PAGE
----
Skip navigation
Please use this identifier to cite or link to this item:
Title: A Solid Mechanics-Informed Continuum Model Approach to Phase Engineering Bendable Group VI Transition Metal Dichalcogenide Monolayers
Authors: Mulderrig, Jason
Advisors: Haataja, Mikko P
Department: Mechanical and Aerospace Engineering
Certificate Program: Materials Science and Engineering Program
Class Year: 2018
Abstract: Materials science research towards atomically thin materials that can offer many unique properties has taken off in the 21st century. Two-dimensional transition metal dichalcogenides (2D TMDs) are one such class of atomically thin materials that has garnished heightened attention due to the fact that 2D TMDs express two crystal phase structures, where one crystal phase is electrically semi-conductive, while the other crystal phase is electrically conductive. It has been shown in recent research that the local strain state governs the expression of the two crystal phase structures. Therefore, intentional strain application has emerged as a promising method to achieve precise crystal phase manipulation in 2D TMDs. In particular, pre-applied in-plane strain coupled with out-of-plane deformation has been shown to realize predefined arrangements of conductive crystal phase. Using the principles of solid mechanics, two methods are proposed that simulate the crystal phase distribution of two commonly studied 2D TMDs: MoTe2 and WTe2. The resulting continuum model simulates the crystal phase distribution as a function of both applied in-plane biaxial strain and out-of-plane displacement, where the out-of-plane displacement is set through two separate local imprintings. One method, inherently elegant in design, is proven to be practically infeasible to implement, while the other less elegant method is implemented. Using tensile biaxial strain, several different phase patternings were achieved using 2D MoTe2, particularly arrangements of conductive vertical lines and diamond-like shapings. Using compressive biaxial strain, only arrangements of conductive vertical lines were able to be realized with 2D WTe2. It is clear that conductive phase engineering is easier to accomplish in 2D MoTe2 as opposed to 2D WTe2.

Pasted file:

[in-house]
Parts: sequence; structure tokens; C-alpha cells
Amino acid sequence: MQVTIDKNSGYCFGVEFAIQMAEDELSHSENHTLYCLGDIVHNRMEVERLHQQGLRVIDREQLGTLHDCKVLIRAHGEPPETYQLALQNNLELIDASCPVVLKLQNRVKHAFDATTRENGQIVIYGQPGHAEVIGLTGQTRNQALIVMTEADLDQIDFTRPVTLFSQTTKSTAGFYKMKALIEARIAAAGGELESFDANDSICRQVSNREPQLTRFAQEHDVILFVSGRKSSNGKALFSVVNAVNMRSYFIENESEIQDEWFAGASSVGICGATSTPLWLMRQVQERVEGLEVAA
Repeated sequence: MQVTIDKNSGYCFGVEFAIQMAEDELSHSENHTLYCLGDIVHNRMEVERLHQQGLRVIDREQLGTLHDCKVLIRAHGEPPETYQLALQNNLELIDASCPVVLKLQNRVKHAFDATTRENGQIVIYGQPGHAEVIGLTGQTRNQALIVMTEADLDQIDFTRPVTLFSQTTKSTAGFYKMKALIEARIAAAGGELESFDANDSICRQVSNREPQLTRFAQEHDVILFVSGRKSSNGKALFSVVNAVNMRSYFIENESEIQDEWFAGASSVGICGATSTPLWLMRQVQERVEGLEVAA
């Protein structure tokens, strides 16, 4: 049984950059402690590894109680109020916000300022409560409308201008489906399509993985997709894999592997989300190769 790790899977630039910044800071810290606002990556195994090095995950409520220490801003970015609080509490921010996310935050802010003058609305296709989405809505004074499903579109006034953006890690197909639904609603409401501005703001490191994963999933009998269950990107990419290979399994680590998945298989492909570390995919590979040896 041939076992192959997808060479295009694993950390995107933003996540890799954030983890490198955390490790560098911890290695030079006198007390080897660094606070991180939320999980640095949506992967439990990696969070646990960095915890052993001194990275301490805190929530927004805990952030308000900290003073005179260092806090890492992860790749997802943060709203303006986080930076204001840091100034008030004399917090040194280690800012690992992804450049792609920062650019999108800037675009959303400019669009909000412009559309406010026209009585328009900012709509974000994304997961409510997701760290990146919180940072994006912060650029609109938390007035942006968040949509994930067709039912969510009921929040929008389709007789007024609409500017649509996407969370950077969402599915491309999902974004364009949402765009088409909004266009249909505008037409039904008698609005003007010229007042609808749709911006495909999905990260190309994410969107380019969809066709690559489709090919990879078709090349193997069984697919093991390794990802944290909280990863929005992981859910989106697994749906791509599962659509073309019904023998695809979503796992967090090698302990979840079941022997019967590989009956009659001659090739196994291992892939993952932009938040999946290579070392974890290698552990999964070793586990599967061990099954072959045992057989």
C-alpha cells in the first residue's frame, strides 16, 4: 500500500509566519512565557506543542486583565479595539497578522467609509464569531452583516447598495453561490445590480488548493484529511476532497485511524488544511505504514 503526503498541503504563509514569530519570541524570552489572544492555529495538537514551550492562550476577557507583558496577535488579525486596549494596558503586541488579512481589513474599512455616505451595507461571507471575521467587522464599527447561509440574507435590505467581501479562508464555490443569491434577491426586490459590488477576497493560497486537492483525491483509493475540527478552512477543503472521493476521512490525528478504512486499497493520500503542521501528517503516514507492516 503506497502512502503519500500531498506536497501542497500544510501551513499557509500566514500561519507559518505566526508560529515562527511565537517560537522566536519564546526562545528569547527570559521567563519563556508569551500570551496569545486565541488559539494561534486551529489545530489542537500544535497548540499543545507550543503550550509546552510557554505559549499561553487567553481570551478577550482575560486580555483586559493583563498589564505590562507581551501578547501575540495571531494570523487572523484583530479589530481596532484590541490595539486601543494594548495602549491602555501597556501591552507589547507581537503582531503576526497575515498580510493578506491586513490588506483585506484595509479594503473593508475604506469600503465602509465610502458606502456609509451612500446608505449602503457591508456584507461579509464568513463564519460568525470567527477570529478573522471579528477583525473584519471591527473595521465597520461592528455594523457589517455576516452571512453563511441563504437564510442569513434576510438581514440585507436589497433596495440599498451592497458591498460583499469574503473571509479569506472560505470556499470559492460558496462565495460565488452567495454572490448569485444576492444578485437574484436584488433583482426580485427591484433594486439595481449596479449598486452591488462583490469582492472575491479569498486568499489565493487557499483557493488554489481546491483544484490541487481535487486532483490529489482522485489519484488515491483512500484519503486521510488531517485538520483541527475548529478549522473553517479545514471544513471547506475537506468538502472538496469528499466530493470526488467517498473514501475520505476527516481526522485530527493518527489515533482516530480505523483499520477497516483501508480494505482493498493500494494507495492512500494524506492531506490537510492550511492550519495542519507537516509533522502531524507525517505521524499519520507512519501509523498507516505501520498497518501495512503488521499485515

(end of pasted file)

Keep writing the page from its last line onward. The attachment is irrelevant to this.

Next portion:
Type of Material: Princeton University Senior Theses
Language: en
Appears in Collections:Mechanical and Aerospace Engineering, 1924-2020

Files in This Item:
File Description SizeFormat 
MULDERRIG-JASON-THESIS.pdf2.75 MBAdobe PDF    Request a copy

Items in Dataspace are protected by copyright, with all rights reserved, unless otherwise indicated.